Classic Film · Film

April In Paris


“It’s no use, Philippe. I’m in love with the man I married, and he’s not even my husband.” “Even in Paris, that is an unusual situation.”

Some stories I’ve heard/read suggest that Ray Bolger was an egotistical ass. And, unfortunately for him, he didn’t have the good looks and notoriety for people to swoon over him the way they do other egotistical asses (and Hollywood, then and now, is chock full of them if we’re being honest). I have come across Doris fans who write off this film simply because they can’t stomach Bolger, hate the treatment she endured during filming, etc. before they even get to the actual flaws the film might (and does) have. I understand that if a movie’s been tainted, it’s been tainted, but it always makes me a little sad that this charmingly saccharine little film gets left out a lot of times.

For me, I’m not here to see anyone or anything other than Doris Day making the sun shine brighter than anyone else can (sorry, Wham!, but nobody can top Doris). That’s a common thread for me in all of her films. With the exception of The Man Who Knew Too Much (blog-a-thon post by Crimson Kimono) and Please, Don’t Eat The Daisies, because I love Jimmy Stewart and David Niven respectively, the leading men are pretty much all nonexistent when I’m watching a Doris Day film because I only have eyes for her. That’s not to say I don’t have soft spots for her team ups with some of the other men by any means, (Rock and Tony come to mind since I’m no sacrilegious Doris fan!) just that it’s often been a case of needing a few viewings to even appreciate the male leads or costars if I wasn’t already in love with them.

tumblr_n3fvzqzg3a1qdrqovo4_250So because I couldn’t care less if Bolger was in this film or someone else – if it were the same film (and not an actor I abhor) – and because I find Bolger entertaining regardless of the moments I’m applying face to palm, I love April In Paris and urge everyone to at least give it a shot if they want to see a bright and sunny young Doris (her 12th film, and towards the end of her first five years in movies). I would urge everyone to at least give it a shot simply for Doris’ rollicking number, “I’m Gonna Ring The Bell Tonight”.

The film opens up with Bolger’s character, S. Winthrop Putnam (the S is for Sam). He’s a ‘politician’, specifically the “Assistant Secretary to the Assistant to the Undersecretary of State.” Of course, the joke here is that he acts more high-and-mighty than he ought when, really, he’s just an easily manipulated, graveling peon in the ridiculous bureaucratic system of Washington D.C. If anything, he’s only put up with because of his fiancé Marcia Sherman, the daughter of his boss, who has high political aspirations that she’s willing to achieve vicariously through her spouse – it seems whoever she marries will be in the White House if she has her way.

Underneath Sam’s rigid exterior isn’t a regulation-obsessed, power-hungry rich man, rather a whimsical Everyman into the arts who’s worked his way up from the son of a janitor and would like to give into his carefree whims and enjoy life. But he’s simply so entangled in the politics of following rules, pushing pencils, and pleasing older, regulation-obsessed, power-hungry rich men that he doesn’t tend to give into those whims. Fortunately for Sam, he makes a terrible mistake. An invitation intended for Ethel Barrymore to act as an American representative at an art festival in Paris is sent instead to a chorus girl named Ethel “Dynamite” Jackson who’d applied for a work permit for Montreal at the same time, Doris Day of course.

tumblr_n3fvzqzg3a1qdrqovo2_250In the opening act, before Sam learns of his mistake, we also meet Philippe Fouquet (ah, the little middle fingers that were given to the production code are sometimes very amusing), a Frenchman played by Claude Dauphin. He’s a Parisian night club owner who’s stranded in America, trying to get home, but being put through the runaround by the government – going through the “usual channels” which is essentially code for being tossed from one agency to the next because none of them are willing to help him. (Funny how 65 years later, things operate generally the same in that regard.) Philippe acts as the guiding force of the film, and narrator; he even breaks the fourth wall.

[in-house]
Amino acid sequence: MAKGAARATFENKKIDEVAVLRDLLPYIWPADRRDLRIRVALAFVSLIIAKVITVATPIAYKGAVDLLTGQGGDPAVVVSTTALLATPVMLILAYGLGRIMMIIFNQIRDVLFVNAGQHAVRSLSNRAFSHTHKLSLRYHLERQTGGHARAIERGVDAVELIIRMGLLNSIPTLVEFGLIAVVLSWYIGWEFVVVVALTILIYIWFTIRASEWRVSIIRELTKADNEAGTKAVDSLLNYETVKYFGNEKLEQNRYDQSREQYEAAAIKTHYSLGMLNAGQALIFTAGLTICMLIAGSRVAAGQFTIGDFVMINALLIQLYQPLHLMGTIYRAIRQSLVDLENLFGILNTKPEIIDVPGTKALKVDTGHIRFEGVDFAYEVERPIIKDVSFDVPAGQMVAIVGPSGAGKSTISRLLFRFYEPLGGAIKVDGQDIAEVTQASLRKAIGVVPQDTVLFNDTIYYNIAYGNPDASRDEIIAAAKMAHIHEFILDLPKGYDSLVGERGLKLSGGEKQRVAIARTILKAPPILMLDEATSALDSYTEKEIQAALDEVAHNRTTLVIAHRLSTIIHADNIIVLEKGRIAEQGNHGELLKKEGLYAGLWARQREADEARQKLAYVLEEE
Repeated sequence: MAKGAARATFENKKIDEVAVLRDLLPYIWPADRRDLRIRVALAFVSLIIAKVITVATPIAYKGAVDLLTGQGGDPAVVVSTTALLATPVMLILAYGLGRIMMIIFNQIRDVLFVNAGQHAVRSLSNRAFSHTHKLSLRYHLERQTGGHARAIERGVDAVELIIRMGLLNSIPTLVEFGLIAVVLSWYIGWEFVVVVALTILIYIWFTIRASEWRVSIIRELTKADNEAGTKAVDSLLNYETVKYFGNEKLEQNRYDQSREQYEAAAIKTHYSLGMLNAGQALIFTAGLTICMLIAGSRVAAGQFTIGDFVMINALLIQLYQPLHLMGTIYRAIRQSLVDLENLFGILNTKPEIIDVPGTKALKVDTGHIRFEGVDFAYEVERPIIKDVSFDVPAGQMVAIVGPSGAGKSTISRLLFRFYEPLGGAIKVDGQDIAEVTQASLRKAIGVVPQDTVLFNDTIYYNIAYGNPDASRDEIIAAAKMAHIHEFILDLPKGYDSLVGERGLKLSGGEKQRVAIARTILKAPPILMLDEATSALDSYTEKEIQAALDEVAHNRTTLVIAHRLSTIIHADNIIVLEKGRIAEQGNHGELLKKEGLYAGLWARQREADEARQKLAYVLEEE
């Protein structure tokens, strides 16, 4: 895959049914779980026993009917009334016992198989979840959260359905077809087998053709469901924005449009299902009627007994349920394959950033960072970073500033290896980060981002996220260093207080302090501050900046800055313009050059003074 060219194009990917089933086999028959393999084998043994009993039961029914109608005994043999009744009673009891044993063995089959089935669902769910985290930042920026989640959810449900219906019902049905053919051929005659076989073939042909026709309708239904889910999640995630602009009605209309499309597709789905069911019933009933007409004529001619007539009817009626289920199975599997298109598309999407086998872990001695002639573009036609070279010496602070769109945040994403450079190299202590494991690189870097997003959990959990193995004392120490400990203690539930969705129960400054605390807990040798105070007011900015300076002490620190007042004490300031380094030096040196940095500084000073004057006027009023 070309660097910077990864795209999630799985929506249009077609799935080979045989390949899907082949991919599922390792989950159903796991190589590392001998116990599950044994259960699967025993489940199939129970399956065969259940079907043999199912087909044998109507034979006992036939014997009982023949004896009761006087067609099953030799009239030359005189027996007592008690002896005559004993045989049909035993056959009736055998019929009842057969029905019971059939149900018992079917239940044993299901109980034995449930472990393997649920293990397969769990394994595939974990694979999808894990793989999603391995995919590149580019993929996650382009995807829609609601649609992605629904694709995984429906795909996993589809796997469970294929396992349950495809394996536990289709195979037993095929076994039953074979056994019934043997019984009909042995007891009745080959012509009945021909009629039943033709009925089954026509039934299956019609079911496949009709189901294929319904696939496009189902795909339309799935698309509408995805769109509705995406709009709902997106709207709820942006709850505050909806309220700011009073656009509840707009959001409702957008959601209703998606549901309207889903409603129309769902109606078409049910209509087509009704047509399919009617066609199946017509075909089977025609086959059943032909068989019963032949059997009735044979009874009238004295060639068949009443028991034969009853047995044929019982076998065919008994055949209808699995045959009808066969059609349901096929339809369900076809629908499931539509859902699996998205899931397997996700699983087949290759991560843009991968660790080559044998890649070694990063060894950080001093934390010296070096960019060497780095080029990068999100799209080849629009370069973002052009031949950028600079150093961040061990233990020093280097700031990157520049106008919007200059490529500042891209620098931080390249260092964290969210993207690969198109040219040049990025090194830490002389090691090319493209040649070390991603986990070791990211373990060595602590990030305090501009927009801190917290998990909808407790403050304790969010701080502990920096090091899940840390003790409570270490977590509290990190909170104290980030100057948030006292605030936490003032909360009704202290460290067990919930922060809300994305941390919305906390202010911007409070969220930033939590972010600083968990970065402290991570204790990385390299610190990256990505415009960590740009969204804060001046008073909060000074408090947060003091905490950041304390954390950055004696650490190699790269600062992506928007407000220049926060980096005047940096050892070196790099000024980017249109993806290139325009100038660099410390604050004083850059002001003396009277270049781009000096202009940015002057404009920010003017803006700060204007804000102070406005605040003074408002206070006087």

Sam rushes off to un-invite Ethel Jackson and finds her in the middle of a chorus line, singing “It Must Be Good.” Naturally, Sam is bowled over when he sees just how drop-dead gorgeous (hence, “Dynamite”) Ethel is. Sure, “what a built” may be entirely sexist, but aren’t we all guilty of having to pick our jaws up off the floor upon seeing Doris Day for the first time, and every subsequent time? I certainly can’t say I wouldn’t be right there with him if in a similar situation. tumblr_n3fvzqzg3a1qdrqovo8_250

What I love about Doris Day characters is that even though Doris is absolutely stunning and feminine, she’s not some picture of frail womanhood (no offense to the actresses who are, by any means, since we all need representation). Ethel Jackson is no exception. She’s a woman who will sock you if you tell anyone she’s been crying, who pushes back when she’s being pushed around, who gets angry, who rebels, who stands up for her dignity, and generally displays a wonderful range of human emotions and reactions while on her little adventure in the movie.

Sam breaks the news and, naturally, previously excited Ethel is heartbroken and singstumblr_n3fvzqzg3a1qdrqovo3_250 the beautiful Yip Harburg and Vernon Duke classic, “April In Paris”. I love this song, generally speaking, especially performed by Ella Fitzgerald – one of Doris’ biggest influences, and of course love what Doris brings to the table. It’s a moment of vulnerability for her, in the film, and her sedate performance, her emotional voice and tear-glossy eyes are simply mesmerizing. Doris always has this natural charm that pulls me in and it’s true when she’s being emotional too. For all of the “affectedness” that could be (and has been) wrongly attributed to her sunny, ultra-blonde, girl-next-door routine, for me, I’ve never seen that in her acting. I mean, she always breathes life into her characters just by opening that lovely mouth of hers whether to speak or sing or simply smile, but then she taps into the character’s emotions even deeper and shows off her acting chops and it’s like icing on an already delicious cake (seriously, Doris, you’re giving the rest of us unrealistic expectations!).